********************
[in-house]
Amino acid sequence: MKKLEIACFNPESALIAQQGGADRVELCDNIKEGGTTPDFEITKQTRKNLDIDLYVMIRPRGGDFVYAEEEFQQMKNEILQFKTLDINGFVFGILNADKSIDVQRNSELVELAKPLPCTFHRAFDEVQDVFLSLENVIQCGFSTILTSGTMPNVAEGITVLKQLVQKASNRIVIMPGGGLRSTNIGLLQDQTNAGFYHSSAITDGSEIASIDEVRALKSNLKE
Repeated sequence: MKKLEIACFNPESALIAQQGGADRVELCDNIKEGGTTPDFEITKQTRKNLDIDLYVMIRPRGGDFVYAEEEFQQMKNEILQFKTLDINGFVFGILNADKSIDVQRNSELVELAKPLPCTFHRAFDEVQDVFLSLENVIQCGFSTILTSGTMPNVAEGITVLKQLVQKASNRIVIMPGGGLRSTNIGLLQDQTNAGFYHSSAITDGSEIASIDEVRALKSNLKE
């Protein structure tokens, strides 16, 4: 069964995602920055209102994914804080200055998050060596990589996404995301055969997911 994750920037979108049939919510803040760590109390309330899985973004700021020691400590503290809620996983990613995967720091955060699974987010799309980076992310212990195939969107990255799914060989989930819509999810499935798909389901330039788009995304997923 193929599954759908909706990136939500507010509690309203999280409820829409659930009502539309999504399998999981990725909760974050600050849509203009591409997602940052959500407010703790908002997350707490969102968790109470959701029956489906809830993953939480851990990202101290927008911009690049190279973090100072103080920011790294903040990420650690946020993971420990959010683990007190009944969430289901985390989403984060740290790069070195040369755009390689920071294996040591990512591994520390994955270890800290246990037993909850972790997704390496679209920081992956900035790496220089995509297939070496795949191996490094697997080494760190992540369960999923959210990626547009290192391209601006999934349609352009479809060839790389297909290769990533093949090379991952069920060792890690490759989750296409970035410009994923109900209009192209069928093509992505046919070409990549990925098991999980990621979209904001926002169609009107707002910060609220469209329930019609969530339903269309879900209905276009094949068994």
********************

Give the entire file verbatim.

[in-house]
Amino acid sequence: MKKLEIACFNPESALIAQQGGADRVELCDNIKEGGTTPDFEITKQTRKNLDIDLYVMIRPRGGDFVYAEEEFQQMKNEILQFKTLDINGFVFGILNADKSIDVQRNSELVELAKPLPCTFHRAFDEVQDVFLSLENVIQCGFSTILTSGTMPNVAEGITVLKQLVQKASNRIVIMPGGGLRSTNIGLLQDQTNAGFYHSSAITDGSEIASIDEVRALKSNLKE
Repeated sequence: MKKLEIACFNPESALIAQQGGADRVELCDNIKEGGTTPDFEITKQTRKNLDIDLYVMIRPRGGDFVYAEEEFQQMKNEILQFKTLDINGFVFGILNADKSIDVQRNSELVELAKPLPCTFHRAFDEVQDVFLSLENVIQCGFSTILTSGTMPNVAEGITVLKQLVQKASNRIVIMPGGGLRSTNIGLLQDQTNAGFYHSSAITDGSEIASIDEVRALKSNLKE
């Protein structure tokens, strides 16, 4: 069964995602920055209102994914804080200055998050060596990589996404995301055969997911 994750920037979108049939919510803040760590109390309330899985973004700021020691400590503290809620996983990613995967720091955060699974987010799309980076992310212990195939969107990255799914060989989930819509999810499935798909389901330039788009995304997923 193929599954759908909706990136939500507010509690309203999280409820829409659930009502539309999504399998999981990725909760974050600050849509203009591409997602940052959500407010703790908002997350707490969102968790109470959701029956489906809830993953939480851990990202101290927008911009690049190279973090100072103080920011790294903040990420650690946020993971420990959010683990007190009944969430289901985390989403984060740290790069070195040369755009390689920071294996040591990512591994520390994955270890800290246990037993909850972790997704390496679209920081992956900035790496220089995509297939070496795949191996490094697997080494760190992540369960999923959210990626547009290192391209601006999934349609352009479809060839790389297909290769990533093949090379991952069920060792890690490759989750296409970035410009994923109900209009192209069928093509992505046919070409990549990925098991999980990621979209904001926002169609009107707002910060609220469209329930019609969530339903269309879900209905276009094949068994």